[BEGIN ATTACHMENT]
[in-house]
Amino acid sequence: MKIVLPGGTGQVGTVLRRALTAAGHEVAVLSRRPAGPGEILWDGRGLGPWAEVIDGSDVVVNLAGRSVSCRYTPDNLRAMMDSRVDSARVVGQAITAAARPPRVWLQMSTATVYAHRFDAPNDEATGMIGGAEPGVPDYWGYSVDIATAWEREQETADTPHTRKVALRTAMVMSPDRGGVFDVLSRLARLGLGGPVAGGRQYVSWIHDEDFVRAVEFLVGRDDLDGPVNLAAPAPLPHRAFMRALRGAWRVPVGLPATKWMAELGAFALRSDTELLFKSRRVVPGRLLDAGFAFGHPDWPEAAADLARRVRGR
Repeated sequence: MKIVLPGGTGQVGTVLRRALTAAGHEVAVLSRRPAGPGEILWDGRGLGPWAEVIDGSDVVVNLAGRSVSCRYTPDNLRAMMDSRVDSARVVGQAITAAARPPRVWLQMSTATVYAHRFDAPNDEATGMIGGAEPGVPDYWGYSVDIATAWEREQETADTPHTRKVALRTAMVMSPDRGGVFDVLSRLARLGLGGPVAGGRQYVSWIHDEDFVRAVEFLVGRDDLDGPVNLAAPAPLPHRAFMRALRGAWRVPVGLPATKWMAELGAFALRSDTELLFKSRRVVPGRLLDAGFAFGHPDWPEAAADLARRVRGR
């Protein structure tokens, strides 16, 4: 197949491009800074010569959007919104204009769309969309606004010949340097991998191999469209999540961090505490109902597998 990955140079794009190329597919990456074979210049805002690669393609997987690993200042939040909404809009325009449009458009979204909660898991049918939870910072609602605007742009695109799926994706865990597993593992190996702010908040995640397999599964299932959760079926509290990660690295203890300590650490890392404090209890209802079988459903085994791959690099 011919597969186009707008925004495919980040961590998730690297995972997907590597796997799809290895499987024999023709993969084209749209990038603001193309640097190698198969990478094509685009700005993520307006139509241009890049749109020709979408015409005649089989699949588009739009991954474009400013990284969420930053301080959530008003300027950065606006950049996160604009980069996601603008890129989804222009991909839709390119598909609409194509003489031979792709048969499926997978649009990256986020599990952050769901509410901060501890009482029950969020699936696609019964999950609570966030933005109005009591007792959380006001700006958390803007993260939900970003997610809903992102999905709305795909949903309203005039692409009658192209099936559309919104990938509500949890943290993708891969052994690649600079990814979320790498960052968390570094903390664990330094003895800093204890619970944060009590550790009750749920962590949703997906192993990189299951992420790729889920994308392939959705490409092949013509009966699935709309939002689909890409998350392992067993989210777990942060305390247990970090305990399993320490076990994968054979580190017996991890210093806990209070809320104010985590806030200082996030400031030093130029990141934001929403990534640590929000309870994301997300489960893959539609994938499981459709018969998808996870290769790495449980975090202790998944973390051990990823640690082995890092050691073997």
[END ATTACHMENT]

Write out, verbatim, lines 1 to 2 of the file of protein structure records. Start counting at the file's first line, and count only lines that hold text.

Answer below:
[in-house]
Amino acid sequence: MKIVLPGGTGQVGTVLRRALTAAGHEVAVLSRRPAGPGEILWDGRGLGPWAEVIDGSDVVVNLAGRSVSCRYTPDNLRAMMDSRVDSARVVGQAITAAARPPRVWLQMSTATVYAHRFDAPNDEATGMIGGAEPGVPDYWGYSVDIATAWEREQETADTPHTRKVALRTAMVMSPDRGGVFDVLSRLARLGLGGPVAGGRQYVSWIHDEDFVRAVEFLVGRDDLDGPVNLAAPAPLPHRAFMRALRGAWRVPVGLPATKWMAELGAFALRSDTELLFKSRRVVPGRLLDAGFAFGHPDWPEAAADLARRVRGR